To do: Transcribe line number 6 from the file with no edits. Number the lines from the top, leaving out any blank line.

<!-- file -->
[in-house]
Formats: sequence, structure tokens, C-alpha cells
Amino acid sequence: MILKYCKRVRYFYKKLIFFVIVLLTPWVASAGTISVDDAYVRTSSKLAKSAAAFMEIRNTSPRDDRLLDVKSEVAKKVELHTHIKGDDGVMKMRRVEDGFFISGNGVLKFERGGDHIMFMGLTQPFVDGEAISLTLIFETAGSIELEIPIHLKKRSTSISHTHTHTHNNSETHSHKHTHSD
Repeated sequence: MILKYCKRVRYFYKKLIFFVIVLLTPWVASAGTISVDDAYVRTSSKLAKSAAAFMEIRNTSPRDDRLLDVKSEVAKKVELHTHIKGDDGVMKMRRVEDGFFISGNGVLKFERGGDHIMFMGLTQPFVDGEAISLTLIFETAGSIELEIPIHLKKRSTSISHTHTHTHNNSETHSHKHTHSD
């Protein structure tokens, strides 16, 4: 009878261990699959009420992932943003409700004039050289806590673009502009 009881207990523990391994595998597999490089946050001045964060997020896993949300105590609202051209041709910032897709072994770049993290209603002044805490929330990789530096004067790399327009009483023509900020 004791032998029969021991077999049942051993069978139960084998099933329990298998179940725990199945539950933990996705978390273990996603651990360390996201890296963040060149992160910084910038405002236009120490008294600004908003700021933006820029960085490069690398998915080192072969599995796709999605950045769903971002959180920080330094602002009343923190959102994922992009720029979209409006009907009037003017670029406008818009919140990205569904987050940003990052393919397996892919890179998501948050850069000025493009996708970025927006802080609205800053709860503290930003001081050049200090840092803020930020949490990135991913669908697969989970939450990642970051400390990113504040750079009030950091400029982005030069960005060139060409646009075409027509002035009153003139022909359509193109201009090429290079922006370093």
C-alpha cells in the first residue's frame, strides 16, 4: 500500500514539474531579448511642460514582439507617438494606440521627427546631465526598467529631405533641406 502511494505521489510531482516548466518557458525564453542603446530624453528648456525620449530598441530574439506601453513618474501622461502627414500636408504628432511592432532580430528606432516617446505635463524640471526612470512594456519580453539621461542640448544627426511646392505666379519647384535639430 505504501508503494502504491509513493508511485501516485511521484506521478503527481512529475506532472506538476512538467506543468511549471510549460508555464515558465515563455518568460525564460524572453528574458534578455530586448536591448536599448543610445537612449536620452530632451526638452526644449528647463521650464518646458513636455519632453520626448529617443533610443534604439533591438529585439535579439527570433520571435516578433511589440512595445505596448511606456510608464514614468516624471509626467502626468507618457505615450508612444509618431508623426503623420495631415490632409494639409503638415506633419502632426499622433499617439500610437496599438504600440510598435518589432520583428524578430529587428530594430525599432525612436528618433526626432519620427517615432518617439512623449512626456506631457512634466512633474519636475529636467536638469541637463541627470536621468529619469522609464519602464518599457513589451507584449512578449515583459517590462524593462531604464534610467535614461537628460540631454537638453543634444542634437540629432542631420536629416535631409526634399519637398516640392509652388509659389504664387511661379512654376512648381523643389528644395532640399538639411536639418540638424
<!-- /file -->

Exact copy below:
C-alpha cells in the first residue's frame, strides 16, 4: 500500500514539474531579448511642460514582439507617438494606440521627427546631465526598467529631405533641406 502511494505521489510531482516548466518557458525564453542603446530624453528648456525620449530598441530574439506601453513618474501622461502627414500636408504628432511592432532580430528606432516617446505635463524640471526612470512594456519580453539621461542640448544627426511646392505666379519647384535639430 505504501508503494502504491509513493508511485501516485511521484506521478503527481512529475506532472506538476512538467506543468511549471510549460508555464515558465515563455518568460525564460524572453528574458534578455530586448536591448536599448543610445537612449536620452530632451526638452526644449528647463521650464518646458513636455519632453520626448529617443533610443534604439533591438529585439535579439527570433520571435516578433511589440512595445505596448511606456510608464514614468516624471509626467502626468507618457505615450508612444509618431508623426503623420495631415490632409494639409503638415506633419502632426499622433499617439500610437496599438504600440510598435518589432520583428524578430529587428530594430525599432525612436528618433526626432519620427517615432518617439512623449512626456506631457512634466512633474519636475529636467536638469541637463541627470536621468529619469522609464519602464518599457513589451507584449512578449515583459517590462524593462531604464534610467535614461537628460540631454537638453543634444542634437540629432542631420536629416535631409526634399519637398516640392509652388509659389504664387511661379512654376512648381523643389528644395532640399538639411536639418540638424